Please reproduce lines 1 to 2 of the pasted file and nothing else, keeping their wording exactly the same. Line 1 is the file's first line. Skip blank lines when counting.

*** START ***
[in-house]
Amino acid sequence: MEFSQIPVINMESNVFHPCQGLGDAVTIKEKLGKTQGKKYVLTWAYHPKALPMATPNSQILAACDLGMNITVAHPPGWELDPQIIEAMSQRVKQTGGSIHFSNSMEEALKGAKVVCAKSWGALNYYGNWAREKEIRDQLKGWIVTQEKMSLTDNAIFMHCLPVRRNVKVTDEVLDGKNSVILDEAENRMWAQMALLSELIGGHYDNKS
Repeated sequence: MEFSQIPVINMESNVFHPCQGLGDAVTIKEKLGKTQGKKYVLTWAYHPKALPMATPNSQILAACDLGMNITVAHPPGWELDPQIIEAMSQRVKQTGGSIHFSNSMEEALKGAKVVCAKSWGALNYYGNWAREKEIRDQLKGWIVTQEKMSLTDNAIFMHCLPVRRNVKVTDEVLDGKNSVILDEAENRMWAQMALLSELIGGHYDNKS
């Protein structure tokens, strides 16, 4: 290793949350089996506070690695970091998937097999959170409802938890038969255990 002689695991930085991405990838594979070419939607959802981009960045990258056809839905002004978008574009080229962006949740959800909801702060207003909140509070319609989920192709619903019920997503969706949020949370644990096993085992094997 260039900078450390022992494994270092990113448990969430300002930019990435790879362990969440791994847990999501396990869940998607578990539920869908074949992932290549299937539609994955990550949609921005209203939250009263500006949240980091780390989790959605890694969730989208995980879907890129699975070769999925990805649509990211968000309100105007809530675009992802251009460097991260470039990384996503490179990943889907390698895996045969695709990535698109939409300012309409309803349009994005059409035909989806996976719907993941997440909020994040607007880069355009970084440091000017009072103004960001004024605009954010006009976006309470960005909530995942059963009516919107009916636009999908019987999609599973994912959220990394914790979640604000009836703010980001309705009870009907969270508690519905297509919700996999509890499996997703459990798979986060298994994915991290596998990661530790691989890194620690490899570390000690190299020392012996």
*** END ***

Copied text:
[in-house]
Amino acid sequence: MEFSQIPVINMESNVFHPCQGLGDAVTIKEKLGKTQGKKYVLTWAYHPKALPMATPNSQILAACDLGMNITVAHPPGWELDPQIIEAMSQRVKQTGGSIHFSNSMEEALKGAKVVCAKSWGALNYYGNWAREKEIRDQLKGWIVTQEKMSLTDNAIFMHCLPVRRNVKVTDEVLDGKNSVILDEAENRMWAQMALLSELIGGHYDNKS